One of the fun things about Ogilvy is that he’s clearly a long-term thinker.  Much as Ogilvy delighted in portraying himself as a mercenary ringing the cash register with wild abandon, he was also very thoughtful about walking the tightrope between stimulating short-term sales and protecting the long-term interests of his clients.

Ogilvy frequently approached this local vs. global optimization problem by taking the long-term view:

“I find that most manufacturers are reluctant to accept any… limitation on the image and personality of their brands.  They want to be all things to all people…

And in their greed they almost always end up with a brand which has no personality of any kind – a wishy-washy neuter brand.”

He focused on similar tradeoffs elsewhere: I mentioned, for example, how Ogilvy & Mather wasn’t the biggest agency, but it was unusually profitable in a notoriously thin-margin industry.  Ogilvy was keenly aware of his opportunity costs: using the analogy of scraping barnacles off a ship to keep it moving forward, he noted that not every client was worth pursuing, and not every service line worth offering.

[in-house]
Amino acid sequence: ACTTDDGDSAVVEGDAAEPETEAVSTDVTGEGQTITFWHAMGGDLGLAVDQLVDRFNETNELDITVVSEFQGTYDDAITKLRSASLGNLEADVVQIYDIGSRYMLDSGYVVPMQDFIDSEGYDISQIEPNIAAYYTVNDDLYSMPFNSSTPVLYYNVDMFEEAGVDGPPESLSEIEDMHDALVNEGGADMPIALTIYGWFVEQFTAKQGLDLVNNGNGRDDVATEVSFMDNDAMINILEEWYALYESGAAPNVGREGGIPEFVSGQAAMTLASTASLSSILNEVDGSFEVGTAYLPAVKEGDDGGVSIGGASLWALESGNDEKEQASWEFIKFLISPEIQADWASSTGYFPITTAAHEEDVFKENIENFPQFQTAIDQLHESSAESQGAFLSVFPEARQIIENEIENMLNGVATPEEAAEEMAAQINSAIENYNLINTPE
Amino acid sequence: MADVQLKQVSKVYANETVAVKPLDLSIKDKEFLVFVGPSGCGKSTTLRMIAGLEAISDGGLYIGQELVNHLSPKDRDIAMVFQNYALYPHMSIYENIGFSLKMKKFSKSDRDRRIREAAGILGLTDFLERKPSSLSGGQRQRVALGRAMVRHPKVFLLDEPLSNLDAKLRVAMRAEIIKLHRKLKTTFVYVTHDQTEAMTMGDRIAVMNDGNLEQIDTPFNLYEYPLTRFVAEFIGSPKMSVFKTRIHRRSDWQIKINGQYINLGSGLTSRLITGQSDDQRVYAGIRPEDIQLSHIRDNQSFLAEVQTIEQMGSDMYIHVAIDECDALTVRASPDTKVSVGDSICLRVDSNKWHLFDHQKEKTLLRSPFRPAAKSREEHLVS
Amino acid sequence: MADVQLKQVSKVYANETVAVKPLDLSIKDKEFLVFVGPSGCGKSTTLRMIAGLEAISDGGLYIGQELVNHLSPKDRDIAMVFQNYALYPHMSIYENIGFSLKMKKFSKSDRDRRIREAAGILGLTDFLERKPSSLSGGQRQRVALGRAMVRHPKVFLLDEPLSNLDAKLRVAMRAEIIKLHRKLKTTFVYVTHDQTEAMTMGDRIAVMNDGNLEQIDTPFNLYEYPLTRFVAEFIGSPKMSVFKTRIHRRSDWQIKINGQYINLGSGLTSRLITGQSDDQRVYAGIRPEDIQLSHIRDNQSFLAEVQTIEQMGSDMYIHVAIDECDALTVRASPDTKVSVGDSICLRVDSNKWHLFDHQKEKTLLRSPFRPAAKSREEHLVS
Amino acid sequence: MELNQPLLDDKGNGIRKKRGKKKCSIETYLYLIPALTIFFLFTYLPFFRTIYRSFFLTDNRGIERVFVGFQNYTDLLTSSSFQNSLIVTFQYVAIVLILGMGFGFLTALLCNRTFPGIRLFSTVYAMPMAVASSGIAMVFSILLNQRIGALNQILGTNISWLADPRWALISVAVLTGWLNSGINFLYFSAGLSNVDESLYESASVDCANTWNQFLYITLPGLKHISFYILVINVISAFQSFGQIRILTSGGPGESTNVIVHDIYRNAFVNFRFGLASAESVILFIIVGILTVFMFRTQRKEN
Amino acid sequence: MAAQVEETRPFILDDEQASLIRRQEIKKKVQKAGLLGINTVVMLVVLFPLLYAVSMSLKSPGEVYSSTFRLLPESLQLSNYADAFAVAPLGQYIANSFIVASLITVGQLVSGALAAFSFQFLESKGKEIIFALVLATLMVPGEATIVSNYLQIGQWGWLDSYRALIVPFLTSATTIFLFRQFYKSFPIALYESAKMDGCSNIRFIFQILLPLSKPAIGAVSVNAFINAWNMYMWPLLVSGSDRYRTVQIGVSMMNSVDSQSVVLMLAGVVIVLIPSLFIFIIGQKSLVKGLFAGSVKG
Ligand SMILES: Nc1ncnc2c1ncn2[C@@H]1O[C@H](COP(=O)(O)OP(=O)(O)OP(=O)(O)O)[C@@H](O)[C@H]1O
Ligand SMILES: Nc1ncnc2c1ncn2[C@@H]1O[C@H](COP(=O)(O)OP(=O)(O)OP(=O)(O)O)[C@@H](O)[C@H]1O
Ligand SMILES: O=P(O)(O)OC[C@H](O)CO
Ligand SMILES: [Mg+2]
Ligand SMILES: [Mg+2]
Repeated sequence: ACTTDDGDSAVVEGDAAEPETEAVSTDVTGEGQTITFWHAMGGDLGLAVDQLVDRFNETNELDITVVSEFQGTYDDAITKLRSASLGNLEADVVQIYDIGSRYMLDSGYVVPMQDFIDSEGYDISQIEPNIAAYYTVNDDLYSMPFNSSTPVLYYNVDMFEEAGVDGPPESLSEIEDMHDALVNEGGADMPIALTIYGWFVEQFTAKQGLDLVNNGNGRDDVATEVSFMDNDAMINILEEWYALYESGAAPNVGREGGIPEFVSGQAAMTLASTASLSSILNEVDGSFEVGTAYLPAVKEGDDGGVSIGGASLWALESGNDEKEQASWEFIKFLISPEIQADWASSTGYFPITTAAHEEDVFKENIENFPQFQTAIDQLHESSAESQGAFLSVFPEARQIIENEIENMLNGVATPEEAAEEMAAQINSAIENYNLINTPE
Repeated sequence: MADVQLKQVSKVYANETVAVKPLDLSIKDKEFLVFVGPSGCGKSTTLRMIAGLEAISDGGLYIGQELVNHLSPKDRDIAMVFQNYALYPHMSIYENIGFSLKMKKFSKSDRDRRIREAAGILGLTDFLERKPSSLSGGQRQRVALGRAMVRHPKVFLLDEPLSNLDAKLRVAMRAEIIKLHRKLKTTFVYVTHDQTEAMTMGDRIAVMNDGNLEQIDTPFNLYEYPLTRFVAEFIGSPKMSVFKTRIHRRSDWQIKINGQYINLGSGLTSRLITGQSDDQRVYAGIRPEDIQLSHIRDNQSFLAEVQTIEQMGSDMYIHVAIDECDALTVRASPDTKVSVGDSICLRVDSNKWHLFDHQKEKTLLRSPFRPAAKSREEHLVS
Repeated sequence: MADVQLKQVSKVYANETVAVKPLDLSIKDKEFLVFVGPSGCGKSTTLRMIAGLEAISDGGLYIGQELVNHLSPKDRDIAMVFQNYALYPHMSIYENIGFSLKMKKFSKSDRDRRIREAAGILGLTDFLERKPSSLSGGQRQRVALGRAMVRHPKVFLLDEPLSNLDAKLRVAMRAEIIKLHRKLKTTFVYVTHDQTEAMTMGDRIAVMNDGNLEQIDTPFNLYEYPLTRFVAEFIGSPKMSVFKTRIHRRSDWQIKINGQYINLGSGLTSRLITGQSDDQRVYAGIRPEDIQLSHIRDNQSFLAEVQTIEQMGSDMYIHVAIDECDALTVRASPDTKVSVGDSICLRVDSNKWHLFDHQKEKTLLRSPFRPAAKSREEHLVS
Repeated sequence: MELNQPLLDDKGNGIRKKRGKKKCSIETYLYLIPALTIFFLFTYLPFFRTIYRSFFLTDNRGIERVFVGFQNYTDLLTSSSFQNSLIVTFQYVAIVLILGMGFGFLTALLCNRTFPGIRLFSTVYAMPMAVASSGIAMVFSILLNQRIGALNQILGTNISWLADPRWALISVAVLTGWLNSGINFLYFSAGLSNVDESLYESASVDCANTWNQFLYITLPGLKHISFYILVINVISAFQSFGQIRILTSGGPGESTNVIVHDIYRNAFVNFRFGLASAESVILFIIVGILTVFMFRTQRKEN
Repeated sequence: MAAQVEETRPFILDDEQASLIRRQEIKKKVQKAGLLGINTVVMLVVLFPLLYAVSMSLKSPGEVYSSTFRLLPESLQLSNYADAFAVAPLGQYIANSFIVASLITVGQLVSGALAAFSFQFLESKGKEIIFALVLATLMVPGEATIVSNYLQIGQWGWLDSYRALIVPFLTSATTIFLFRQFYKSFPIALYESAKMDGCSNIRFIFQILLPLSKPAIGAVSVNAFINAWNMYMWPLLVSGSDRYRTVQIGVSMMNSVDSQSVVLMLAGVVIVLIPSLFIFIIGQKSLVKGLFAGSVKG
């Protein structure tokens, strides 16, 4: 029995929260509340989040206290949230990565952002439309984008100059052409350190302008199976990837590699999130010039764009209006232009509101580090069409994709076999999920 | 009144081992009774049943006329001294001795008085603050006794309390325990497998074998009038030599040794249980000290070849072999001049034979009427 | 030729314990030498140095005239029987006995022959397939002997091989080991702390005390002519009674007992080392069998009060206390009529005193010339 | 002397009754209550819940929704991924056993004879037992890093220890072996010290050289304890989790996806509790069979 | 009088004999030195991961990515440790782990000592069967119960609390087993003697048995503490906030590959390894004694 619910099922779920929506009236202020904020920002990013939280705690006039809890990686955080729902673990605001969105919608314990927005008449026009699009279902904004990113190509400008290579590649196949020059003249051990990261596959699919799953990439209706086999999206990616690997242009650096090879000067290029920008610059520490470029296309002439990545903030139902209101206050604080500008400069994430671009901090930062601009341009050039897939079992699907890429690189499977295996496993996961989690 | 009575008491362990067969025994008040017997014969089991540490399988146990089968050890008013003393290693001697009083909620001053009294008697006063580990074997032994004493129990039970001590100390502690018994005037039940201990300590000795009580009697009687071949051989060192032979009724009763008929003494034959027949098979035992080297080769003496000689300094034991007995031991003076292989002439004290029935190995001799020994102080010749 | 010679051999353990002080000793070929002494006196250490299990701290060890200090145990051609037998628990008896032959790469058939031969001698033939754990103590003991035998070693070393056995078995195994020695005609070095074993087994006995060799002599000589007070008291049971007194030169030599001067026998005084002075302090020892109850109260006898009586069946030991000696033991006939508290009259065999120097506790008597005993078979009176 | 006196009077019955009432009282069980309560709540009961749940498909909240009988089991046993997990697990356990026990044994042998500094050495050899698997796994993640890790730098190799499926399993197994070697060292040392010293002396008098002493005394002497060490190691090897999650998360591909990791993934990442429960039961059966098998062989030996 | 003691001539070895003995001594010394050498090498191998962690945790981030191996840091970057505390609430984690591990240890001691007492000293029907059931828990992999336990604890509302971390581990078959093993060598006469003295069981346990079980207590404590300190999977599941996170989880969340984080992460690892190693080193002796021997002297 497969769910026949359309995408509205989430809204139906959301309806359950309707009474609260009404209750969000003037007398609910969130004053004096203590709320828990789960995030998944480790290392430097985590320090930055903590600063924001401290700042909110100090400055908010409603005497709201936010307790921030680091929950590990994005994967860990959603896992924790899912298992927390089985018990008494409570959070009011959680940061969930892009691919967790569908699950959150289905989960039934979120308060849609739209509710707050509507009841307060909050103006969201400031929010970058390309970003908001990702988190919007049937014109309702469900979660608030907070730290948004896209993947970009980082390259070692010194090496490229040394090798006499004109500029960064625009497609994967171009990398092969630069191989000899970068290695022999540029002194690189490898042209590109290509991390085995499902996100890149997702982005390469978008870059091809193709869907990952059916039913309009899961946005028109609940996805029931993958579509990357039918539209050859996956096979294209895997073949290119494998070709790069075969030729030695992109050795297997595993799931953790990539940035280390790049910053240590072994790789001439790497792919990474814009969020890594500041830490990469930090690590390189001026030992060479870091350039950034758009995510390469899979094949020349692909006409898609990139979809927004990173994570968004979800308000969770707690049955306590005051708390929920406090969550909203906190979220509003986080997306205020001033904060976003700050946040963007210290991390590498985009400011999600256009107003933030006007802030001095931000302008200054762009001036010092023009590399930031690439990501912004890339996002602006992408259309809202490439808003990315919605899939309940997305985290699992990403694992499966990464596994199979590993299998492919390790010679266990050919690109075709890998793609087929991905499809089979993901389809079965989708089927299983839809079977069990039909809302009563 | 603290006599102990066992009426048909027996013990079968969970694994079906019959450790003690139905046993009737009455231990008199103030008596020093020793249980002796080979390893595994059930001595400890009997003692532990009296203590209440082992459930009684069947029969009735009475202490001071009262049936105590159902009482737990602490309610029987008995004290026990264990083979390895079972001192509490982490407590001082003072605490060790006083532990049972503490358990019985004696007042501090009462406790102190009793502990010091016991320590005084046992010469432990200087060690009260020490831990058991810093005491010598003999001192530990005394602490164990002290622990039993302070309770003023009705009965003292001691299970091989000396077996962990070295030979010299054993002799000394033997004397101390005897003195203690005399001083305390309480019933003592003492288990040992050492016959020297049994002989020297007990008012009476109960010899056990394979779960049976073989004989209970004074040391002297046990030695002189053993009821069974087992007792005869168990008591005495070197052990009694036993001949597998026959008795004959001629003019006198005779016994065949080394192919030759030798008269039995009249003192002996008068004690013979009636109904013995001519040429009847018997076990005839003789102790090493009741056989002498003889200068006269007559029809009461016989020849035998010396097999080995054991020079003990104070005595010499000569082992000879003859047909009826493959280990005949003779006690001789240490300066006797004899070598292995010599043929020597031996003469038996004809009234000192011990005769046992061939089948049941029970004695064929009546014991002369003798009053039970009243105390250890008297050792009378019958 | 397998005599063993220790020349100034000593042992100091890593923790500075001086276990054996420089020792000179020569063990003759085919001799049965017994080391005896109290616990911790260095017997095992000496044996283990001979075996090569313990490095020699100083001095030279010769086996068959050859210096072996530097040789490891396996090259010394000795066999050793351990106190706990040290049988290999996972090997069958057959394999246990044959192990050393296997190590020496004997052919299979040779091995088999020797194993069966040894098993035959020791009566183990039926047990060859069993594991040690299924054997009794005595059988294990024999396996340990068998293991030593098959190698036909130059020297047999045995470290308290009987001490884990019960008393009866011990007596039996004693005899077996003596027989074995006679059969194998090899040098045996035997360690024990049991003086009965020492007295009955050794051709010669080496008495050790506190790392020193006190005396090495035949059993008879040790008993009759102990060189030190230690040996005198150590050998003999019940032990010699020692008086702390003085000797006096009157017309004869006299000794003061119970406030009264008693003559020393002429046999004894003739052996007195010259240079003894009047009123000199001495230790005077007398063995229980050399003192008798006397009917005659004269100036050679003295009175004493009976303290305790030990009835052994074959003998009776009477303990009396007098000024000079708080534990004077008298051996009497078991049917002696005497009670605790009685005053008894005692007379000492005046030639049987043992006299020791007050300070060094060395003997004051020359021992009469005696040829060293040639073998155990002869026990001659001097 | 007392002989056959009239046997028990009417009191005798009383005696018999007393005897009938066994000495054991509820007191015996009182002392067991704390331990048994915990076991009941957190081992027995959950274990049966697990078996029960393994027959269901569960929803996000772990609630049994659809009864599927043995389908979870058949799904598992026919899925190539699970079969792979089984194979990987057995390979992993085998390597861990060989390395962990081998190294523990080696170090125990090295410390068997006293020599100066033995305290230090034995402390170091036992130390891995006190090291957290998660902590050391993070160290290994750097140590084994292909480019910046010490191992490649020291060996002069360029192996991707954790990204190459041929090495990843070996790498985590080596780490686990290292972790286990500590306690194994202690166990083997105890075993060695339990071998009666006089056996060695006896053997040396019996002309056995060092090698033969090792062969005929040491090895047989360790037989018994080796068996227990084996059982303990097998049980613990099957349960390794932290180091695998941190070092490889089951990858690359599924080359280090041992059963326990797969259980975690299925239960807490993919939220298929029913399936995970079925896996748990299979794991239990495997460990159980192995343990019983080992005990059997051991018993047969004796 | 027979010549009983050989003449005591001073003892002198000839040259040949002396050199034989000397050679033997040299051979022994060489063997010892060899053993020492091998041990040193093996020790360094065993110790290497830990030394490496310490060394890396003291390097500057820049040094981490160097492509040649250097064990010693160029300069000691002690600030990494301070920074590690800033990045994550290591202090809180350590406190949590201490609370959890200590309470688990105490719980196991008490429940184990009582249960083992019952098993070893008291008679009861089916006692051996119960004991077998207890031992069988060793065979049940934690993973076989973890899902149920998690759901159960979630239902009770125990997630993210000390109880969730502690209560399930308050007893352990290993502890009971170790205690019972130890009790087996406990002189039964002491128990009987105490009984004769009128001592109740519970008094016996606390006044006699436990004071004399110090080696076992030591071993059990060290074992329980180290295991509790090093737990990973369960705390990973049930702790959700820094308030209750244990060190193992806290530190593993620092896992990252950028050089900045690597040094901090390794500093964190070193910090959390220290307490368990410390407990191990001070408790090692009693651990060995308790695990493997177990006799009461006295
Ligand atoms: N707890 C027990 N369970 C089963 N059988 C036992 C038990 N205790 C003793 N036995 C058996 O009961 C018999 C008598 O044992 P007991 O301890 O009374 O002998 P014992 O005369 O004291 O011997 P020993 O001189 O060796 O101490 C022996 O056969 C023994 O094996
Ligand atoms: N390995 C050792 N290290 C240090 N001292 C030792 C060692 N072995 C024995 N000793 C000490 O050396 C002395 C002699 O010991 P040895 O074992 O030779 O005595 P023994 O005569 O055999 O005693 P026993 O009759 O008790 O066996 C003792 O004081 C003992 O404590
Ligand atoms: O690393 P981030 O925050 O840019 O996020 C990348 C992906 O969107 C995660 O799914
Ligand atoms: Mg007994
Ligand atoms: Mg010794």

Why spend time, energy, and resources inflating the top line if it doesn’t lead to bottom-line profitability?  

Finally, Ogilvy was thoughtful about thinking about long-run effects in another way: he well understood the n-order impacts of certain behaviors.  Continuing to rail on the shortsightedness of manufacturers trying to boost short-term sales, Ogilvy discusses the dangers of discounting: